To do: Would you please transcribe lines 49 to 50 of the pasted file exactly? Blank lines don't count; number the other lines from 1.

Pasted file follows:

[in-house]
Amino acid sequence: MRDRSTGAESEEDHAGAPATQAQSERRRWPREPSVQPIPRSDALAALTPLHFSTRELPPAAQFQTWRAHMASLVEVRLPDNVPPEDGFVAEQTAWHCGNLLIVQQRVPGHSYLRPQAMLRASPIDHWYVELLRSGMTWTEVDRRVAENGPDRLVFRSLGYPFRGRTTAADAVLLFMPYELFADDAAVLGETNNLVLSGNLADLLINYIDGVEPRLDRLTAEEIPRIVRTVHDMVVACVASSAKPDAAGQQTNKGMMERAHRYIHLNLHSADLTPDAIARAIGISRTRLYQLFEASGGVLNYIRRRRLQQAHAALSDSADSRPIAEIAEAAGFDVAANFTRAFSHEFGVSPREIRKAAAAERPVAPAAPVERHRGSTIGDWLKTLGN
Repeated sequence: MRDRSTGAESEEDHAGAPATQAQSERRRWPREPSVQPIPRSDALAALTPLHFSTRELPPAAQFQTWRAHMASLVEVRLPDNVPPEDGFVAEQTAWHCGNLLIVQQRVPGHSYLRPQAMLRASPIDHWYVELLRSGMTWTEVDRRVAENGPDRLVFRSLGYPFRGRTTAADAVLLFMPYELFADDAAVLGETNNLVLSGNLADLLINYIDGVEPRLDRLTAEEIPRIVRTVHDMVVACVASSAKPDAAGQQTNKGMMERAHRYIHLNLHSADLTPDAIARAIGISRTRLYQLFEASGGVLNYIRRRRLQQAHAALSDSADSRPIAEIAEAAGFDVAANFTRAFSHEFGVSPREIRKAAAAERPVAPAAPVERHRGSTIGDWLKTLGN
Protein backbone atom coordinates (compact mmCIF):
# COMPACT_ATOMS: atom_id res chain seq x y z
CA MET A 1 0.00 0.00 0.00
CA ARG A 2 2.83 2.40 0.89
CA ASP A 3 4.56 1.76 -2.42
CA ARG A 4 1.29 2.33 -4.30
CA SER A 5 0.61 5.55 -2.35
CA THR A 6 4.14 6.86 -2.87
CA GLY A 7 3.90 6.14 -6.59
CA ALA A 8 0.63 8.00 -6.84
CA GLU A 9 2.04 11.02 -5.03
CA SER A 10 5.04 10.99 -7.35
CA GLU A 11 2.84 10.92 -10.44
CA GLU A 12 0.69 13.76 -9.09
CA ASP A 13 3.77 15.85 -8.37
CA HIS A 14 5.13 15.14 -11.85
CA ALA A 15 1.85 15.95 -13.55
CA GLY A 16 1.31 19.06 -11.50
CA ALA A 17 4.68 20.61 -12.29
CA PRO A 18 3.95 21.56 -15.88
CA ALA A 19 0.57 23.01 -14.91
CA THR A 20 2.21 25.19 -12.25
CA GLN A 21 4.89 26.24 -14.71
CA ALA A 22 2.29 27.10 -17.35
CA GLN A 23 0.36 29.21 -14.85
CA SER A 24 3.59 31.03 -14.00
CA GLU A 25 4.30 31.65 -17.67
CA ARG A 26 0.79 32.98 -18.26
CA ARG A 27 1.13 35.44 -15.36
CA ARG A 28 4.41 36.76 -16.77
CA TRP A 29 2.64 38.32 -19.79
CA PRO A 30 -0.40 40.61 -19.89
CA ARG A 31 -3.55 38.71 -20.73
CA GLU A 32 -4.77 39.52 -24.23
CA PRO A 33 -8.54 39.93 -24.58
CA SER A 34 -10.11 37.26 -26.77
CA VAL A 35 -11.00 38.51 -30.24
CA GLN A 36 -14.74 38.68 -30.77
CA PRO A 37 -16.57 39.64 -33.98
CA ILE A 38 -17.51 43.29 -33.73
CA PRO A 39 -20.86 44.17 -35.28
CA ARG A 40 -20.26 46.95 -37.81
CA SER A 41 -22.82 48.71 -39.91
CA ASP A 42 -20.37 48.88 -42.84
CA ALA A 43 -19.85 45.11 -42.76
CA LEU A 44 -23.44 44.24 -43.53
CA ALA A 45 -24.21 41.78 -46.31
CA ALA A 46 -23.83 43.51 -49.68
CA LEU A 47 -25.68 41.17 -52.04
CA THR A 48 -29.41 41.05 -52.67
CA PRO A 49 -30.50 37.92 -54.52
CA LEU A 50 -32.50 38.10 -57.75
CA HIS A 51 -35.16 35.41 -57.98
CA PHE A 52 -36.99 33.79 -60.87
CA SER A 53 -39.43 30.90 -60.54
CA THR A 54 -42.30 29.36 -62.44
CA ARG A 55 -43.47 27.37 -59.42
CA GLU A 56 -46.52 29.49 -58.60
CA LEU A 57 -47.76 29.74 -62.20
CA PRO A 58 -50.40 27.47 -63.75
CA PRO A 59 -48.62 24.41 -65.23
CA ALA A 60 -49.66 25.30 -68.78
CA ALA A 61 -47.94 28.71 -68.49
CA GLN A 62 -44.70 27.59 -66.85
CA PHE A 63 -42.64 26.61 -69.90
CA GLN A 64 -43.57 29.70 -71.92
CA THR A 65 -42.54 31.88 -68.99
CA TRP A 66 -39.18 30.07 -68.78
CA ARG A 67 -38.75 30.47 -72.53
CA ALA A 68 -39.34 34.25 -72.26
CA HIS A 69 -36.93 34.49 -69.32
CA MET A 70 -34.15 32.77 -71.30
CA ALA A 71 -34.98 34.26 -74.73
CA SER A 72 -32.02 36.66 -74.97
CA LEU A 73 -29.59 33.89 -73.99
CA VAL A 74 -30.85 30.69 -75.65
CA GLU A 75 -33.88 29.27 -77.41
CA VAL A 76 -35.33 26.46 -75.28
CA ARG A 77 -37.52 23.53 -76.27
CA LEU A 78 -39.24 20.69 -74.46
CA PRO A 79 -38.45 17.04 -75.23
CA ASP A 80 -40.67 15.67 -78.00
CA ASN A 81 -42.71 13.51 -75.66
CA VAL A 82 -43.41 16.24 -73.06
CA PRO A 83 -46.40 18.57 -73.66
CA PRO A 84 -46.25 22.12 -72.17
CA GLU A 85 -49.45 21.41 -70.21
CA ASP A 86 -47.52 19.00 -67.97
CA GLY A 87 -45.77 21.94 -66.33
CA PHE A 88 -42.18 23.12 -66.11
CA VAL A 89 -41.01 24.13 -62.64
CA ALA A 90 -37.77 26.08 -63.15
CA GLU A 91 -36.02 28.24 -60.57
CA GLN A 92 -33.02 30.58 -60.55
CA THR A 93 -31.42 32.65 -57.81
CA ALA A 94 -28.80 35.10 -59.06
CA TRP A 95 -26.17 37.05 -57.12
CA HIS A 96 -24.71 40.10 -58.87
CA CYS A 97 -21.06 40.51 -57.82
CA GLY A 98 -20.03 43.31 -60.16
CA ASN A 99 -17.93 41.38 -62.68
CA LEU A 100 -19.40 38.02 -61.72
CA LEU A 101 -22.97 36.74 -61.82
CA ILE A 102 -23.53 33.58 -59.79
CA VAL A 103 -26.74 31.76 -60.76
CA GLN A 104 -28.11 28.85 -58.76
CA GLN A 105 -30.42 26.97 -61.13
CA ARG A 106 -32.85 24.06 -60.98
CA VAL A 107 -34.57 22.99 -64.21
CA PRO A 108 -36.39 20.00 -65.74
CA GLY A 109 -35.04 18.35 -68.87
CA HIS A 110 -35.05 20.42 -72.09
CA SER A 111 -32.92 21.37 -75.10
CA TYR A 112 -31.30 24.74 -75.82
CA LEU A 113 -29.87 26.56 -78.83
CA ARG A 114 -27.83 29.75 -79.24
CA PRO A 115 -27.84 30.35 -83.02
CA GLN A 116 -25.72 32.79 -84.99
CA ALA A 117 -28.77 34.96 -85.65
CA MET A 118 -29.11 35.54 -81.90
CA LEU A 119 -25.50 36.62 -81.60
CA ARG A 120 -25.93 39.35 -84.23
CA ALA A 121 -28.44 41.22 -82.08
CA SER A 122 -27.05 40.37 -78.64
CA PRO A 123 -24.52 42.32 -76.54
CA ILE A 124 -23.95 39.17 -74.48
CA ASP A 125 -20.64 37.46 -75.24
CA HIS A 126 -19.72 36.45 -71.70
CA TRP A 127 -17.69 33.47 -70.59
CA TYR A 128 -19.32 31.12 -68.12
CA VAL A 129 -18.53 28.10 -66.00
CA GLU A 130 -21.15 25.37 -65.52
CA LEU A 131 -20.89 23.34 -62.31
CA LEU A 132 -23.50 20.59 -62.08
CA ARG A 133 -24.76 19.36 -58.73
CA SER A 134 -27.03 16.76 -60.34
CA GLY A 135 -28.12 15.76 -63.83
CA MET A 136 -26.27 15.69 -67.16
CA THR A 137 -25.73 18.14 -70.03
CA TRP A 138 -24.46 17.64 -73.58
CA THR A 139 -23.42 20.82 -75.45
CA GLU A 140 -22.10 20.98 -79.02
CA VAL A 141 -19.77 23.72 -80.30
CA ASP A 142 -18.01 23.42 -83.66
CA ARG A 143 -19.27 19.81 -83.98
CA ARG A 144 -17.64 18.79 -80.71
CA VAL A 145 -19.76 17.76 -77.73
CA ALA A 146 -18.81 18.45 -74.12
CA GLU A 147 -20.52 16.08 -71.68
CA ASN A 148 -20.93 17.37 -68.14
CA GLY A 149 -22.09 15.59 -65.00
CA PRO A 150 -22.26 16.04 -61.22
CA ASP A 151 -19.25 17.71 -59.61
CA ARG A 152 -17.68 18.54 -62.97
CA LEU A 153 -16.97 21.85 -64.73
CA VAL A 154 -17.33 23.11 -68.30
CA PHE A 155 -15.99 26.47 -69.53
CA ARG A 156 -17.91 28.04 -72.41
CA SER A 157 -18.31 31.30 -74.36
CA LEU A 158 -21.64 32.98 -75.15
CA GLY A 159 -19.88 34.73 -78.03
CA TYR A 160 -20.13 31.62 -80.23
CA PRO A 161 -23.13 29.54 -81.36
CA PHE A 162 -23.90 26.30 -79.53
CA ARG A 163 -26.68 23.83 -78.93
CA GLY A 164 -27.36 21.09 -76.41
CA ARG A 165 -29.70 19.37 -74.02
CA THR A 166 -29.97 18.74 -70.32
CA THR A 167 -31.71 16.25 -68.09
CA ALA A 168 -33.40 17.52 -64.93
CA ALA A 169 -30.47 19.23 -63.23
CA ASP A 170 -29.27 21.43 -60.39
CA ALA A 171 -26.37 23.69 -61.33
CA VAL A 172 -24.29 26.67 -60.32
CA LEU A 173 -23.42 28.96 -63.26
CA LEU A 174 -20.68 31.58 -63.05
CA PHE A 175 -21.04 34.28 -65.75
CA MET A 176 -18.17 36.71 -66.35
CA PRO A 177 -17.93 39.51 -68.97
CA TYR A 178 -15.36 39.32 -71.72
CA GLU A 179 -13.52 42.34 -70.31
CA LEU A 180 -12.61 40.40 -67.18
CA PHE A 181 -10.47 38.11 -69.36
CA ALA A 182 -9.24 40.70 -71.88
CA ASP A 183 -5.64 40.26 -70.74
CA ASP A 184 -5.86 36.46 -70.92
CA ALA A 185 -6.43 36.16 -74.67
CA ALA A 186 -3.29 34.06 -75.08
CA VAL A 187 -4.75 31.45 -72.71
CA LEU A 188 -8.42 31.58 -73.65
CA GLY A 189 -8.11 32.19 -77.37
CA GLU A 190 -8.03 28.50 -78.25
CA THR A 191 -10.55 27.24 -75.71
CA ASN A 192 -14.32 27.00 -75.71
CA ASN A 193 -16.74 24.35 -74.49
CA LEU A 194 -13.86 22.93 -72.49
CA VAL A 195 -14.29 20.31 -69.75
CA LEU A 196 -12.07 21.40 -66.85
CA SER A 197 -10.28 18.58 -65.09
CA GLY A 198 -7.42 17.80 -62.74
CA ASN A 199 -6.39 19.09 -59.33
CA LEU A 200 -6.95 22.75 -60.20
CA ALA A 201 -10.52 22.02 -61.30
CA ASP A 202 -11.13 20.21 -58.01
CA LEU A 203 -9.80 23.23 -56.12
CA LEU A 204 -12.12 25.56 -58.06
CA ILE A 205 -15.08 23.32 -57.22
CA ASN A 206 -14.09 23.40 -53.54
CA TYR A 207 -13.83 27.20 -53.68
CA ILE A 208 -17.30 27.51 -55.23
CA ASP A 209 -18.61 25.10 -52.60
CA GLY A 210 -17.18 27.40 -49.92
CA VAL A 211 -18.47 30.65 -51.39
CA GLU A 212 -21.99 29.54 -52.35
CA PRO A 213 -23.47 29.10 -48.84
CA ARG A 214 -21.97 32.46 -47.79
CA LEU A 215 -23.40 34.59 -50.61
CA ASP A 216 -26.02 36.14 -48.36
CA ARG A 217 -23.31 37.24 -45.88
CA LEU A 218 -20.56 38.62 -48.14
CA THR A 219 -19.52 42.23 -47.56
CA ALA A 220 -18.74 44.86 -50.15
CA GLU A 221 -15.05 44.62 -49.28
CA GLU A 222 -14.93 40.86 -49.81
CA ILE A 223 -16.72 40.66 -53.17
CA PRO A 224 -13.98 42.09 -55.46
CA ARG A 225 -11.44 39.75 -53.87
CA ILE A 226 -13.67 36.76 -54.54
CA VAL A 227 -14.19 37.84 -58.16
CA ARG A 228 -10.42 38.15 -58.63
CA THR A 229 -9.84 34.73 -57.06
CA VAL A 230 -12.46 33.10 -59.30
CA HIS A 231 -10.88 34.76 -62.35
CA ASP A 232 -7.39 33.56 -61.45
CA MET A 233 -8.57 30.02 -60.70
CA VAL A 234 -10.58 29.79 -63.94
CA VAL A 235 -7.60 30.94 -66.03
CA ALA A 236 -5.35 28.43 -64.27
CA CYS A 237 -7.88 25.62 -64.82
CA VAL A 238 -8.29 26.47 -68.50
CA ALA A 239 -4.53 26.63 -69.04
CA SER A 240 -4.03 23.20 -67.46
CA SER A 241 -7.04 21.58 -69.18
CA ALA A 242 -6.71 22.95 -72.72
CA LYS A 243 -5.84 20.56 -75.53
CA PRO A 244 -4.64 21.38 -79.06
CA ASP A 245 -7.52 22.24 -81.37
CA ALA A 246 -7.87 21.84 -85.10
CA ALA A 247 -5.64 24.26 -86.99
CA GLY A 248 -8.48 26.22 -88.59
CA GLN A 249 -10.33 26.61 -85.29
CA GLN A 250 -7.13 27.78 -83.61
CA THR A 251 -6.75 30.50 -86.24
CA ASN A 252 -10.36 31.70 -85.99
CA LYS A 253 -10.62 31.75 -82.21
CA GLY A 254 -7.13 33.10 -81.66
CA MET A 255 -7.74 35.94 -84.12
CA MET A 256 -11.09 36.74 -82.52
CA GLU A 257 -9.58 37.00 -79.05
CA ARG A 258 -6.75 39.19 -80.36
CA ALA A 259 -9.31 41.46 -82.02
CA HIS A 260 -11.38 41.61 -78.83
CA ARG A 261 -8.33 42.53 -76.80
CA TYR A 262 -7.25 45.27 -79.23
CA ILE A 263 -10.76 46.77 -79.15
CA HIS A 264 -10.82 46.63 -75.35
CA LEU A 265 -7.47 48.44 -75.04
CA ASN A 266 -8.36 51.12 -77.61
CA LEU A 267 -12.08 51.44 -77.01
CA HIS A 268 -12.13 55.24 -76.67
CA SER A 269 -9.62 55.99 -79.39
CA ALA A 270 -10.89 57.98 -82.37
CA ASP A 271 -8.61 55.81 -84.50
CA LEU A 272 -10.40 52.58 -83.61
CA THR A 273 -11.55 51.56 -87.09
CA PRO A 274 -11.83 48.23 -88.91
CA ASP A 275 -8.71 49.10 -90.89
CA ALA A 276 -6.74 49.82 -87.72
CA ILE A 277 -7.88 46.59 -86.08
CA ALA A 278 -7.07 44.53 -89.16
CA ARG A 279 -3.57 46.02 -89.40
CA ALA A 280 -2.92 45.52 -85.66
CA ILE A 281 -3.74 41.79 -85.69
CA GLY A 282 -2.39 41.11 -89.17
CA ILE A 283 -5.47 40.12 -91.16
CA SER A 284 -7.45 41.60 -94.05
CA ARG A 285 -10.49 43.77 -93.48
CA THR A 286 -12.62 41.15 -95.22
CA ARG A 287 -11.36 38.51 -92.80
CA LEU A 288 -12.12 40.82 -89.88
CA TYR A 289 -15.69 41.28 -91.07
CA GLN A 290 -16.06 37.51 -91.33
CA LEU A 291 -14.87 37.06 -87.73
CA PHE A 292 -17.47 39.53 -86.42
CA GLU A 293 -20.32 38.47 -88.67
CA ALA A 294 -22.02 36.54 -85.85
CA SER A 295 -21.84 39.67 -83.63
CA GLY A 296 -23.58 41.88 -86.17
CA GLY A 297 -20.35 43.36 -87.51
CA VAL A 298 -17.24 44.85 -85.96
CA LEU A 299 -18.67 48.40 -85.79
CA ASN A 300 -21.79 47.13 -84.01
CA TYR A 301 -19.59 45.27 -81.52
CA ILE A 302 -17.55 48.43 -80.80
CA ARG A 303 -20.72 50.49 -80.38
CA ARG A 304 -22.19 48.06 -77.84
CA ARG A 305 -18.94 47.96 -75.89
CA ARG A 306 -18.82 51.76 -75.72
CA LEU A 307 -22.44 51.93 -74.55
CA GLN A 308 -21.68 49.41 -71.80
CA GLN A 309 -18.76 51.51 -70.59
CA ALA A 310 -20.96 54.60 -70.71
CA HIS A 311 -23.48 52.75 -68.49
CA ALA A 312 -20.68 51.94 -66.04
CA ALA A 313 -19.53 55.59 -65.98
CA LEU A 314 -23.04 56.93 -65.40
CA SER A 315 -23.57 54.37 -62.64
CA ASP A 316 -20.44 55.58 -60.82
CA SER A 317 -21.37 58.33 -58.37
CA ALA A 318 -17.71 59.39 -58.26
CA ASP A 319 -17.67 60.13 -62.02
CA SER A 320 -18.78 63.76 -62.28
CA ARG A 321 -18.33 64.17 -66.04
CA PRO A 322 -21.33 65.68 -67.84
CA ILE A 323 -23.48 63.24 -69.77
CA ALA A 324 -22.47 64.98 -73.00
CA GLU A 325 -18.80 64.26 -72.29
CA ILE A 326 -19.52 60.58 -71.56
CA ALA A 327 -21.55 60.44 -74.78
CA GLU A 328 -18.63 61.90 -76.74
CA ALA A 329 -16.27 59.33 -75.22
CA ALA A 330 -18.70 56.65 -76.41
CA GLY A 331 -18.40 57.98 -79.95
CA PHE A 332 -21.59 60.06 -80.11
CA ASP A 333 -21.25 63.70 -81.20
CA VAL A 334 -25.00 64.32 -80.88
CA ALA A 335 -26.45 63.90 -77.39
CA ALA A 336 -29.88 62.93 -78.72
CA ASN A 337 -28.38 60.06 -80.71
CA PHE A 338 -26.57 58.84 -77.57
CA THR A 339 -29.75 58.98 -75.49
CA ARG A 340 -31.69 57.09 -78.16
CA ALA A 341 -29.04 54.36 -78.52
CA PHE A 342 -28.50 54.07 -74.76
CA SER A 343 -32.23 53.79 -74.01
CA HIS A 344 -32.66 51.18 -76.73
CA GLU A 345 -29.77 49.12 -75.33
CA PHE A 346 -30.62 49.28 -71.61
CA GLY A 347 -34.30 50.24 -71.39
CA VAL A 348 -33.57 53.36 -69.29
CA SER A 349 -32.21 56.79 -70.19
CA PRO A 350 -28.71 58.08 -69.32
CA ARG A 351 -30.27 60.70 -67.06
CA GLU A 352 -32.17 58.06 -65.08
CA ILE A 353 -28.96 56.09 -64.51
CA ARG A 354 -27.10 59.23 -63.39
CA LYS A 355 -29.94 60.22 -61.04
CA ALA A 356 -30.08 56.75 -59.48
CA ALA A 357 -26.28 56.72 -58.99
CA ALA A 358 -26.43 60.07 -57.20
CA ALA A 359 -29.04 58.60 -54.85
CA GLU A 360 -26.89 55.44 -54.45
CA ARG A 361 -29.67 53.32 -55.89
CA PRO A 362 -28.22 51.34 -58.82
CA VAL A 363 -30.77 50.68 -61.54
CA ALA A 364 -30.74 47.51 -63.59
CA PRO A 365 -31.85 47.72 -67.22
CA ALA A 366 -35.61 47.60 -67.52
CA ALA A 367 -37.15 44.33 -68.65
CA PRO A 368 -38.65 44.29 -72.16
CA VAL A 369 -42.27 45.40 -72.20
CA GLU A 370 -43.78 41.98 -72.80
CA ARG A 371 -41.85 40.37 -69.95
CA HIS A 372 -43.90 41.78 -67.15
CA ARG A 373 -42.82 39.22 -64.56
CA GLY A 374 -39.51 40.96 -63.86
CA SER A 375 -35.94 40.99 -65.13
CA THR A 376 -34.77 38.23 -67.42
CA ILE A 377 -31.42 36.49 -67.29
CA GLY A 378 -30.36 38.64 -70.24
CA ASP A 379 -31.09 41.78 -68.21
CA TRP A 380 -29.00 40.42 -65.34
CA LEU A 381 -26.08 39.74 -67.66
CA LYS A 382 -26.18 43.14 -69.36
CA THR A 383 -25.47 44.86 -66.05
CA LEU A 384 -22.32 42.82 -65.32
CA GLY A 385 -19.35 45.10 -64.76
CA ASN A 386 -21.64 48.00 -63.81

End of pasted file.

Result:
CA LEU A 44 -23.44 44.24 -43.53
CA ALA A 45 -24.21 41.78 -46.31